2021 edition: Federalism, Identity and Public Policy in Challenging Times
About the Baxter Competition
Created in 2016, the Baxter Family Competition on Federalism has been made possible through the generous support of Rachel Baxter, BSc’84, BCL’88 and Colin Baxter, BCL’90, LLB’90, who both practice law in Ottawa.
The overarching goal of the Baxter Family Competition on Federalism is to advance research and foster informed debate on federalism, in Canada and abroad. The competition is open to both to law and political science students and young practitioners from around the world.
The first three editions received over 100 entries, from 22 countries (in addition to Canada, we had participants from Germany, Argentina, Australia, Belgium, Bosnia and Herzegovina, Brazil, Spain, the United States, Ethiopia, France, Hungary, India, Ireland, Indonesia, Kenya, Morocco, the Netherlands, the United Kingdom, Switzerland and Zimbabwe!)
The Faculty of Law of McGill University and the Peter MacKell Chair in Federalism are delighted to announce the winners of the 2020-2021 Baxter Family Competition on Federalism, organized by Professor Johanne Poirier.
For the first time, the Competition was open to authors from the disciplines of law or political science. This edition’s overall theme was Federalism, Identity and Public Policy in Challenging Times.
We received numerous and diverse submissions of an exceptional quality from scholars and junior practitioners from 12 countries. Amongst those, the international jury has selected the following papers:
- First prize: Josiah Wamwere-Njoroge (LLB candidate, Riara University, Nairobi, Kenya) – 5,000$
The Utility of a Decentralized Response to the COVID-19 Pandemic (abstract)
For its well-developed, thoughtful and theoretically grounded argument, and its comparative focus, allowing an analysis relevant to the fundamentals of federalism.
- Second prize: Kelty McKerracher (JD/JID candidate, University of Victoria, Canada) – 3,000$
Relational Legal Pluralism and Indigenous Legal Orders in Canada
For its topical, novel and mature argument, tackling both the theoretical roots and practical possibilities of legal pluralism as a path toward reconciliation between Indigenous and non-Indigenous peoples.
- Third prize: Benoît Delerue (PhD candidate in political science, Université Jean Moulin Lyon 3, Lyon, France) – 1,000$
Le régime fédératif face au triptyque structure-conjoncture-fracture: évolution structurelle des fédérations canadienne et états-unienne sous l’effet des crises conjoncturelles et des fractures politiques
For its originality, the depth of its research in primary historical sources, and its comparative approach, providing a rich reflection on the evolution of federations.
- Honourable mention: Philipp Renninger (PhD candidate in law, University of Lucerne and University of Freiburg, Switzerland and Germany)
‘Federalism, Chinese Style’? or: How to Contain COVID-19 Through a Central-Local Chess Game
For its novel study of China through the lens of federalism and the metaphor of the chess game, thus engaging with the complexity of the federal phenomenon.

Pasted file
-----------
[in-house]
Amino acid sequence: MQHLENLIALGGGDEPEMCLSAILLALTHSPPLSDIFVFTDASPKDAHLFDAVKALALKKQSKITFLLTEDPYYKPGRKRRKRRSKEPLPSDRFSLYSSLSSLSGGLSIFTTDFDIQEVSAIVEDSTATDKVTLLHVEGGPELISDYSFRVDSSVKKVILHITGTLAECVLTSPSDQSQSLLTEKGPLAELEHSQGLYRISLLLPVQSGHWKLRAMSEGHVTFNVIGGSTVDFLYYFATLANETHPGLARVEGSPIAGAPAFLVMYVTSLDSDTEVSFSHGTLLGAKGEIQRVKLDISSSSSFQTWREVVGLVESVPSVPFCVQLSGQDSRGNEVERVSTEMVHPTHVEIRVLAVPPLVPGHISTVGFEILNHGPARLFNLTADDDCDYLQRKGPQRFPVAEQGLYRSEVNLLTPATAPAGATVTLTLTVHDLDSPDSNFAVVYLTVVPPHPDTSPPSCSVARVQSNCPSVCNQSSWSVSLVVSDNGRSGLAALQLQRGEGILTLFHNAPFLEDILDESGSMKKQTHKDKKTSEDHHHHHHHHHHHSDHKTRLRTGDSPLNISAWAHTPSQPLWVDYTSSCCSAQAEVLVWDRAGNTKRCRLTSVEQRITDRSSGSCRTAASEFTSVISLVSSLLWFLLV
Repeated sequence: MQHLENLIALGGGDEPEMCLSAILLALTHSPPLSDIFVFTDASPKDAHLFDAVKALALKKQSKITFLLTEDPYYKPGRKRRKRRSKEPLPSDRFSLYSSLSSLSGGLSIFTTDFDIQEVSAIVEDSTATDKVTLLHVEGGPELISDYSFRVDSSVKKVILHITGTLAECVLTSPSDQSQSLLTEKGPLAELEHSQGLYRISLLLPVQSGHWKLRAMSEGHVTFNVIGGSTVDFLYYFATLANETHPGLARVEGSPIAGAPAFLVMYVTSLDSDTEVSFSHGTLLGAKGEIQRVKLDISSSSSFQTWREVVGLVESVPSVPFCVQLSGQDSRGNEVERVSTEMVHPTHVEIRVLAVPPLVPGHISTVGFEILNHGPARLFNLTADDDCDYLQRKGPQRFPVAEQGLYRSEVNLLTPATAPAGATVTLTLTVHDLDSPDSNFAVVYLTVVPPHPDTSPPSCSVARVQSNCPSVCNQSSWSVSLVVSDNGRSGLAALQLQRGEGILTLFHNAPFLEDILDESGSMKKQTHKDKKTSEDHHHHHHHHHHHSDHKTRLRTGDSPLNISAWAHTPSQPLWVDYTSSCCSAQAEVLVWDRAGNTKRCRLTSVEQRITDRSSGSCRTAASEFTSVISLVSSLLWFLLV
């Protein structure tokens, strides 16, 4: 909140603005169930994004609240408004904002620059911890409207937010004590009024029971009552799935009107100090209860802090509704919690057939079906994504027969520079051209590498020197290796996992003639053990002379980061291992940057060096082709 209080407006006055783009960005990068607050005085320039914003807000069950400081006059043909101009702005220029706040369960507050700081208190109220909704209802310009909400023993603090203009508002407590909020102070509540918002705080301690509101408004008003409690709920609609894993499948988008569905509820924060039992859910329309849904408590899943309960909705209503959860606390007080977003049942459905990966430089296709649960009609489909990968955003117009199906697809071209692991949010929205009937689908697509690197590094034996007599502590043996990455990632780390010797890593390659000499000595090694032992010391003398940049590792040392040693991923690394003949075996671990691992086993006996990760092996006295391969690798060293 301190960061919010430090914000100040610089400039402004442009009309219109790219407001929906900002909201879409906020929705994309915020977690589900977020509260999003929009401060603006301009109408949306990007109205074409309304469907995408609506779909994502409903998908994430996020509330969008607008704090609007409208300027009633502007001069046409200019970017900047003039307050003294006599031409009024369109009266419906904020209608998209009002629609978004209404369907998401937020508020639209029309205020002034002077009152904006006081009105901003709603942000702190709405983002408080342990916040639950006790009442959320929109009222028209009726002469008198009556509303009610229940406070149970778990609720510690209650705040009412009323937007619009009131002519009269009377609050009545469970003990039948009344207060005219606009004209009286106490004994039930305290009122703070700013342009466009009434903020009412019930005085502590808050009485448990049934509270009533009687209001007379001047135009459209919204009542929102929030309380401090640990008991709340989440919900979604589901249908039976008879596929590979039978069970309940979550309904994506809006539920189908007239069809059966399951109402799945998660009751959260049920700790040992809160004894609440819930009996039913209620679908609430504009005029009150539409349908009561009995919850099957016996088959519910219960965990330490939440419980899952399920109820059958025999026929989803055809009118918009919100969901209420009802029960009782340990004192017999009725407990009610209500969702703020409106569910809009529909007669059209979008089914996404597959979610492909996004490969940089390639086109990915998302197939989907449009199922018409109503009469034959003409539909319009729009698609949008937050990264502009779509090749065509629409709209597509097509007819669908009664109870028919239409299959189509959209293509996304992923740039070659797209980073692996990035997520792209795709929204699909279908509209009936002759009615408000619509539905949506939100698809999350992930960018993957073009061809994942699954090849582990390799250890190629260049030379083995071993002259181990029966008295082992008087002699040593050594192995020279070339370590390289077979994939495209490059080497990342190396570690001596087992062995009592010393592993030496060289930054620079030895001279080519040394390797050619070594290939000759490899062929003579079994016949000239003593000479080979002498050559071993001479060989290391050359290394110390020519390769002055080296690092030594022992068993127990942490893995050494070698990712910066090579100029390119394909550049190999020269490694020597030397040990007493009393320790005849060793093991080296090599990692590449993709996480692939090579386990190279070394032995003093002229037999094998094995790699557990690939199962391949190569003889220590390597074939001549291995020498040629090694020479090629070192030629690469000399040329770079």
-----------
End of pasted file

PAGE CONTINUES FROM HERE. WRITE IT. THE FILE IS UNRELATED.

Winners presented their papers at the Baxter Family Symposium on Federalism, held online on May 15, 2021.
View the 2021 Baxter Family Symposium on Federalism here:
Our distinguished jury
We are grateful to the distinguished members of our international jury, who thoroughly considered the submissions for the 2021 Competition:
- The Right Hon. Beverley McLachlin, former Chief Justice at the Supreme Court of Canada.
- The Honourable Clément Gascon, former Justice at the Supreme Court of Canada.
- Prof. Francesco Palermo, President of the International Association of Centres for the Study of Federalism; Head of the Institute for Comparative Federalism at EURAC Research; and Professor of Comparative Public Law at University of Verona’s Faculty of Law (Italy).
- Prof. Nicola McEwen, Professor of Territorial Politics at University of Edinburgh’s School of Social and Political Science; and Co-Director of the Centre on Constitutional Change (United Kingdom).
- Prof. Yasmeen Abu-Laban, Professor of Political Science at the University of Alberta; Canada Research Chair in the Politics of Citizenship and Human Rights; and Vice-President of International Political Science Association (Canada).
- Prof. Nico Steytler, Professor at the University of the Western Cape’s Faculty of Law; and South African Research Chairs Initiative Chair in Multilevel Government, Law and Policy (South Africa).
- Prof. Jaclyn L. Neo, Associate Professor at the National University of Singapore’s Faculty of Law; Director of Centre for Asian Legal Studies; and Co-Chair of International Society for Public Law (ICON-S)’s Singapore Chapter (Singapore).
- Jan Raeimon Nato, BCL/LLB (2019), Student-at-Law at Baker McKenzie, and Winner of the 2019 Baxter Competition (Canada).
The McGill Faculty of Law and the Peter MacKell Chair in Federalism are delighted to announce the winners of the 2019 Baxter Family Competition.